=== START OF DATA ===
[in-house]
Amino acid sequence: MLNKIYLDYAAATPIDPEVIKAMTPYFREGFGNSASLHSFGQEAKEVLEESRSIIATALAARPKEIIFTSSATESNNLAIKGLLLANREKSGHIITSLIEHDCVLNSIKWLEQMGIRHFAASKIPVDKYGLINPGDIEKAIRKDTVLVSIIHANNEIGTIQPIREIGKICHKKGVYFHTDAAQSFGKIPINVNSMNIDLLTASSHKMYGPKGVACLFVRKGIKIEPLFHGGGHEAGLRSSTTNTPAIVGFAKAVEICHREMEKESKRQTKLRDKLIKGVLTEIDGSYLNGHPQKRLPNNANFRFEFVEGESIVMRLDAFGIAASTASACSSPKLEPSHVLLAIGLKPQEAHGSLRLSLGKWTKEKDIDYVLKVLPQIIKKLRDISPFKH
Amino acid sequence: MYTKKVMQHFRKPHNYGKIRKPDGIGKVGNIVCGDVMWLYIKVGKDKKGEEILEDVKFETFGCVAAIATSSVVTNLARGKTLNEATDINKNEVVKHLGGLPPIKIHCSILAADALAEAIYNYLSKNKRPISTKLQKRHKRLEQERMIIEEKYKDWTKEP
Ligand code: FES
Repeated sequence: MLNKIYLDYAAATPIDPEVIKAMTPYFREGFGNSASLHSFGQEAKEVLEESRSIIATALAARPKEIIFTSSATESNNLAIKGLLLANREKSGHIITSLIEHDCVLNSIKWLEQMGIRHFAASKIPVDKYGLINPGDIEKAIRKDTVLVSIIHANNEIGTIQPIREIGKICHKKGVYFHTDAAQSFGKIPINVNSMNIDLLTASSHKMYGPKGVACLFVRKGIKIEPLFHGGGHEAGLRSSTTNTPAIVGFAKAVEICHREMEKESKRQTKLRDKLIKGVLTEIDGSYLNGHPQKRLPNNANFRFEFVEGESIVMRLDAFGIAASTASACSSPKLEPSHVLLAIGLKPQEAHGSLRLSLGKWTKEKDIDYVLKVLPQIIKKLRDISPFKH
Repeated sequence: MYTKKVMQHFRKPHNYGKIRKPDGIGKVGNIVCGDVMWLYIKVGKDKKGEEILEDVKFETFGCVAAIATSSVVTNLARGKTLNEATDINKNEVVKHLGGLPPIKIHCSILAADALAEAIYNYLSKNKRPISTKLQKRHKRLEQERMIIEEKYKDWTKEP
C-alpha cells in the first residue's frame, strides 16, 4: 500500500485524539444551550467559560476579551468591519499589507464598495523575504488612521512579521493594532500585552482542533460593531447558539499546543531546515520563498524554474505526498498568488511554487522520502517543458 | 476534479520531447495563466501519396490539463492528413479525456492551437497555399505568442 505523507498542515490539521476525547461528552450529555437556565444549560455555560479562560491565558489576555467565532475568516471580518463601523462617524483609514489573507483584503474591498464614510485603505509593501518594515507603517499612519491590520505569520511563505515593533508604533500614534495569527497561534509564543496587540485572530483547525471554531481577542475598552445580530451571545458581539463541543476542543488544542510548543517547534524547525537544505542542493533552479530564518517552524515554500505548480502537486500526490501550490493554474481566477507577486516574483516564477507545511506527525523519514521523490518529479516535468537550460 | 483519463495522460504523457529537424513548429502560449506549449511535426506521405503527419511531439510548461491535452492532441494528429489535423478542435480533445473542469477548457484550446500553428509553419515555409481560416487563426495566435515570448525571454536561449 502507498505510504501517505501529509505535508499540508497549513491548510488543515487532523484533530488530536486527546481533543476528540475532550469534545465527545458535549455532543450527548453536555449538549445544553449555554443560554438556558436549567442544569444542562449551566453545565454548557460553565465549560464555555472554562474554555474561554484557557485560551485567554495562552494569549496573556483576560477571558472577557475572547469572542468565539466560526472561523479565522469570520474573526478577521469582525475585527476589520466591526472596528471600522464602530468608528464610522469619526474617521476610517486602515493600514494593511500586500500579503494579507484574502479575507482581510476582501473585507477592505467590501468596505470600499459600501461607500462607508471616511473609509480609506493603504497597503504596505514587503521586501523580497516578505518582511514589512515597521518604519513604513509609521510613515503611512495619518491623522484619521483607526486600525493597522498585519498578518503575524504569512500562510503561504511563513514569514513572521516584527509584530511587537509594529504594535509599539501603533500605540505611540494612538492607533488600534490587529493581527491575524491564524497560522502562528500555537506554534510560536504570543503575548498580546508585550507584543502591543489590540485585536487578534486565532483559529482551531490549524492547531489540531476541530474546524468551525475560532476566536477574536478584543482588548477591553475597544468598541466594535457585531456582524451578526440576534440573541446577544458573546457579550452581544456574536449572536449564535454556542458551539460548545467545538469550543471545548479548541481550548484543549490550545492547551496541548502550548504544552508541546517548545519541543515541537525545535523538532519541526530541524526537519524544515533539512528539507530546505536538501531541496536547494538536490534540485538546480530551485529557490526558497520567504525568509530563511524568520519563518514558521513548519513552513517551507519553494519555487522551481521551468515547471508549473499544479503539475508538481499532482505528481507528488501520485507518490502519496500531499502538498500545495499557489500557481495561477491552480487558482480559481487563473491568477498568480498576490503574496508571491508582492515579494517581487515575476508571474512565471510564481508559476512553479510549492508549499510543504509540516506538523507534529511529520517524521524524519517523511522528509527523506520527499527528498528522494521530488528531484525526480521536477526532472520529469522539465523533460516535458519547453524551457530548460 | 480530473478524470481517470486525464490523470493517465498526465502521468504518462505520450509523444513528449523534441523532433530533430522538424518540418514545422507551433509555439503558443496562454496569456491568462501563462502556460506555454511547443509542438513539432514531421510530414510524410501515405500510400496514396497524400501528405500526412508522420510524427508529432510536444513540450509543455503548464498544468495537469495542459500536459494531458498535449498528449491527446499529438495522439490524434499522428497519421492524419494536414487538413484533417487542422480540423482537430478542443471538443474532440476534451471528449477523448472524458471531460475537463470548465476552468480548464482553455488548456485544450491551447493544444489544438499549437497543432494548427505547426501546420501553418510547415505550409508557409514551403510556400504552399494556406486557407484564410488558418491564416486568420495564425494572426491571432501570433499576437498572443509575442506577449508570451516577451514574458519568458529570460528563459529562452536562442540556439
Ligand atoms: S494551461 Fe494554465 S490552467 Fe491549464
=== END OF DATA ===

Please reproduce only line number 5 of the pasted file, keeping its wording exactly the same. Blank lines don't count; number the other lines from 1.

Repeated sequence: MLNKIYLDYAAATPIDPEVIKAMTPYFREGFGNSASLHSFGQEAKEVLEESRSIIATALAARPKEIIFTSSATESNNLAIKGLLLANREKSGHIITSLIEHDCVLNSIKWLEQMGIRHFAASKIPVDKYGLINPGDIEKAIRKDTVLVSIIHANNEIGTIQPIREIGKICHKKGVYFHTDAAQSFGKIPINVNSMNIDLLTASSHKMYGPKGVACLFVRKGIKIEPLFHGGGHEAGLRSSTTNTPAIVGFAKAVEICHREMEKESKRQTKLRDKLIKGVLTEIDGSYLNGHPQKRLPNNANFRFEFVEGESIVMRLDAFGIAASTASACSSPKLEPSHVLLAIGLKPQEAHGSLRLSLGKWTKEKDIDYVLKVLPQIIKKLRDISPFKH